22 August 2010
We covered this on the Friday Beerbuzz show this past week, but I can tell you this is no new issue in the beerbuzz world. Beer freshness dating has been one of my personal beer pet peeves for a long time. Maybe it was that case of beer I bought that ended up tasting awful (who knew a beer distributor would still sell a 4-year old fresh hop!)…or maybe it was the simple thought of how hard a brewer works to make a great beer, only to have some distributor ruin it…in any “case” beer freshness is a big beer issue.
This is a somewhat tricky proposition to monitor because there are no across-the-board standards or laws for dating beer packaging. There are however two somewhat standard dating methods. Most brewers stamp the case/box and/or the bottle label itself. Bottle labels can be a label notch, date stamp OR the more difficult bottle stamp. I say “more difficult” because these bottle dates are sometimes hard to read, most times not visually available in a sealed case AND in some circumstances they’re coded. Coded labels require some previous knowledge to decipher as well as a sharp eye at the distributor.
Dating also falls into two categories and it’s important to understand both. Some brewers stamp a bottling date and some stamp a “best by” date. Pay attention to this because a case purchased in Aug 2010 that is stamped June 2010 is VERY different for bottling dates versus a “best by” date. As a ballpark, most brewers for most beers use a “best by” date that is usually 3-months after bottling…so if you see a “best by” date on June 2010, it was likely bottled in March 2010.
So what does all this mean to you? For many big beers like a Barley Wine or Belgian Strong Ale, if properly stored (more on this later) the date means very little. Weyerbacher stamps a “best by” date on Blithering Idiot that is 5-years after the bottling date, and I can tell you this beer is even better in 5-7 years. For hoppy beers, despite the historical use of hops as a preservative, you should be drinking them fresh, and by fresh I mean within 2-3 months of bottling. This is especially prevalent with “fresh” hop beers like Troegs Nugget Nectar, Bells Hopslam, Russian River Pliny the Elder and Oskar Blues GUBNA. These beers were designed and brewed to be consumed fresh…don’t save them…drink them. And if you see cases that are 5 or 6 months old, be aware that they won’t be tasting like the brewers intended for them to taste.
Now I know you;re already asking, “so what happens the day after the freshness date passes?” Well please know that beer doesn’t go bad and ultimately it may taste odd, but it will likely not make you ill…it’s just won’t be as good as it should. With hoppy beers the hop will fade quickly and the beer will taste more malty. I’ve had year old Nugget Nectar, and while it is disappointing from a hop standpoint, it’s still an acceptable beer….but it is NOT Nugget Nectar.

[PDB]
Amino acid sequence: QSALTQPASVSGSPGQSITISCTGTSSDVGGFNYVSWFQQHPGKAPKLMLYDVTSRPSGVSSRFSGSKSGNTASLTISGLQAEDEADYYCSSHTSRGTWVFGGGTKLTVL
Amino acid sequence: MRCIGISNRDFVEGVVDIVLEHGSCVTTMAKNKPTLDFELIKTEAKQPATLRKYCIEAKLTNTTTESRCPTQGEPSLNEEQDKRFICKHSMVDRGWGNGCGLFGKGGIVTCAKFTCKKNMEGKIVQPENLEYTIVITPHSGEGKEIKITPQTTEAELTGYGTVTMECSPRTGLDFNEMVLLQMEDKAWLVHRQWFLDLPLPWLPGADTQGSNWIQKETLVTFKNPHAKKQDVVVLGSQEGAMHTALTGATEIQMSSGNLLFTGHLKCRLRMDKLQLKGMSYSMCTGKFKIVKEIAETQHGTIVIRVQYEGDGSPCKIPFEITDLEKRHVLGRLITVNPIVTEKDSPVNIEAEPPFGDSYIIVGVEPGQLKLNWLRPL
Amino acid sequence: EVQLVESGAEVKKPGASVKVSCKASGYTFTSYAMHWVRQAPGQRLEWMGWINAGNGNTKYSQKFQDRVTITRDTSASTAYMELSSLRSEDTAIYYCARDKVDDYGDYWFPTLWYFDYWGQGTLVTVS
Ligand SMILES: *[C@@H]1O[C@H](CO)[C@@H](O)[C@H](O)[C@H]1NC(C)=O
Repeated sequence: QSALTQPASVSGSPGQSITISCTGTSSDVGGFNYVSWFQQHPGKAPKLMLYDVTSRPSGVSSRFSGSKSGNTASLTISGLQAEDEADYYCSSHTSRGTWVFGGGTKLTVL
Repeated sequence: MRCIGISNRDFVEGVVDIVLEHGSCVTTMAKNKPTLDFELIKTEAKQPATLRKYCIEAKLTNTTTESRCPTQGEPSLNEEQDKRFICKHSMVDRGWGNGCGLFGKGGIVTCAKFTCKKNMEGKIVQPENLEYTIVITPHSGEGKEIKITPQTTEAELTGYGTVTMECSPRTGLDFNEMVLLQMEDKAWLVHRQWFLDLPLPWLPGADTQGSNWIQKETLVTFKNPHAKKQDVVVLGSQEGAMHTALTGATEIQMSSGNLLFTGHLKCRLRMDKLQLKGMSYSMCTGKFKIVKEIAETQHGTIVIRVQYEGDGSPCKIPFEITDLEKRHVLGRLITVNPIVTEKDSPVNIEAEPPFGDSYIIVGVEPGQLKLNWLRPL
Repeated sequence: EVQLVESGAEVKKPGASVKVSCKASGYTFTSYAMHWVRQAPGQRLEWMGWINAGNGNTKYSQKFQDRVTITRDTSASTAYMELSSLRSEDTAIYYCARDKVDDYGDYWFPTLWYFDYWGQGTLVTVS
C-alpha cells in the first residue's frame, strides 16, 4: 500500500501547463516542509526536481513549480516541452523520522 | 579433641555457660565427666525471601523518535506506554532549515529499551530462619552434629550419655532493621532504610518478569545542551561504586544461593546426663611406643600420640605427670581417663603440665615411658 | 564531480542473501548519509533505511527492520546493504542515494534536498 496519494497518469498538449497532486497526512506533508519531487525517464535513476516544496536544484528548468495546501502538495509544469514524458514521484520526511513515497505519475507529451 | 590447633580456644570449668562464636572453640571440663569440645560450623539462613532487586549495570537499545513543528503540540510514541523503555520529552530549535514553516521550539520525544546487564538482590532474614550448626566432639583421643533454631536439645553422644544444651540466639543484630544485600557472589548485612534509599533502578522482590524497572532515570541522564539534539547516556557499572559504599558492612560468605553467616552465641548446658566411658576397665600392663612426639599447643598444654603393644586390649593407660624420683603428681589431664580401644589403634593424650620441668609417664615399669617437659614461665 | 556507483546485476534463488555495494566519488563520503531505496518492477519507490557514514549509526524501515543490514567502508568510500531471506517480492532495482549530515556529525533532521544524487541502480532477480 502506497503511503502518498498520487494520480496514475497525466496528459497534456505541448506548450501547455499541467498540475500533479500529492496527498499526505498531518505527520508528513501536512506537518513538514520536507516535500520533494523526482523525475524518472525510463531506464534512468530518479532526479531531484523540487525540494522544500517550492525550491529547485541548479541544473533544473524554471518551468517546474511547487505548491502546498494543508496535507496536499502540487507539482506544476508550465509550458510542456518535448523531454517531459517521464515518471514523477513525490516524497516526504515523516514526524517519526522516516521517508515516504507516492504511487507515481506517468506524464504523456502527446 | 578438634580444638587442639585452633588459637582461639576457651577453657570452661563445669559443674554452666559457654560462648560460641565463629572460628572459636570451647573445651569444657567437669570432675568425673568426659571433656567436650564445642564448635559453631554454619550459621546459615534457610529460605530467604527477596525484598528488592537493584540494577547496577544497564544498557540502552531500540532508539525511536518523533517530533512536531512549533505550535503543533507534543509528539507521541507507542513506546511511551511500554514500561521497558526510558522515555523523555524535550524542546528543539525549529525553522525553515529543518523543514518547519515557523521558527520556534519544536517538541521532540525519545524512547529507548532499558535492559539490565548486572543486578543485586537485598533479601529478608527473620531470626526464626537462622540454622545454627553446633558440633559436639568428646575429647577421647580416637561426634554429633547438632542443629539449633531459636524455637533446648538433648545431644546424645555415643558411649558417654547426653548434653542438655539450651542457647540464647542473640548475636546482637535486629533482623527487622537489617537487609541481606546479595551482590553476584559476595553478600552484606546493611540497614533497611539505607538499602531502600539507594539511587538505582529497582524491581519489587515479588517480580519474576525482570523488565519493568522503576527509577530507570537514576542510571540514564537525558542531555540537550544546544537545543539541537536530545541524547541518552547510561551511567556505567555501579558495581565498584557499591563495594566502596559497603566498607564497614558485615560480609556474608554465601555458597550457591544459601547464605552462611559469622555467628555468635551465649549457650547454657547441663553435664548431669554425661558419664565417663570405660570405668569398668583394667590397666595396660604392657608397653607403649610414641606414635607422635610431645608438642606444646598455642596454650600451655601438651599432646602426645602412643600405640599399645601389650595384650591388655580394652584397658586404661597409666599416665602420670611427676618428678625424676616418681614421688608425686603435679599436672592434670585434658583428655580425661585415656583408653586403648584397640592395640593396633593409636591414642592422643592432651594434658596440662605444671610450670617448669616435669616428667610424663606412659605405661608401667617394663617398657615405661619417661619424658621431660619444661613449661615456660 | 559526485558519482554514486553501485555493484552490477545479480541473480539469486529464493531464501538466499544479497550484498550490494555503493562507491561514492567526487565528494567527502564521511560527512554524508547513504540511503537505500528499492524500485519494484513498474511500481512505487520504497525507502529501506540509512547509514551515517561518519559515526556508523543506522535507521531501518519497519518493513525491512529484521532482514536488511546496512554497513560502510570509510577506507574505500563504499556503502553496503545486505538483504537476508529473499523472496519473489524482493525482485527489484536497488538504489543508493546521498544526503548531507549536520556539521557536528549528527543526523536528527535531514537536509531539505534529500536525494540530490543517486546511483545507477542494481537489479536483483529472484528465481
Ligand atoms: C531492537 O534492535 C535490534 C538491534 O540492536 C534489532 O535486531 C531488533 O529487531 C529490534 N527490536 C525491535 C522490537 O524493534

We should also mention beer storage is important. Beers like dark and cool conditions to maintain optimal freshness. Leave your beer in the sun all day or in the trunk of a hot car, and it will fade much faster. Store it in the dark cool basement and it will last much longer. This is why craft brewers use dark brown bottles and this is why you need a lime in your clear bottled beers. Light struck beers, better known as “skunked” beers can ruin a good beer day.
So now we’re all armed with some good beer freshness info…but now what? Well first off, we need to ensure our distributors and bottle shops know that WE know about freshness. Distributors and bottle shops need to be aware that beer sitting in the window for weeks is not good for the beer, and simply trying to sell old beer, is bad for everyone. Distributors and bottle shops also need to learn what beers can and do age well, and which ones do not. I have no problem seeing a 5-year old barelywine on the shelf, but I cringe when I see a wheat beer dated 2009 sitting in a sunny window.
With all of that said it’s up to us. Be aware of dates on cases and look for them. Experiment with your favorite beers and see what dates are acceptable and which ones are not. Keep in mind some beers get better and better with age, and some are just fine with age. Learn what beers age well, and which beers do not. Talk to your distributors and bottles shops. As beer drinkers we want fresh beers and we want to taste the beer the brewer designed, and I’m sure your beer-merchants want the same. This is not an “us versus them” mentality…together we can ensure the beers are fresh and the ones that are beyond their “best by” dates either get sold before they get old, or returned to the brewery if they don’t. Pay attention to dates and I guarantee down the road you’ll thank me.
So what if there’s no date visible or what if the date stamp looks like it was added at the distributor…you have two choices…ask…or remember my one simple rule…NO DATE NO BUY!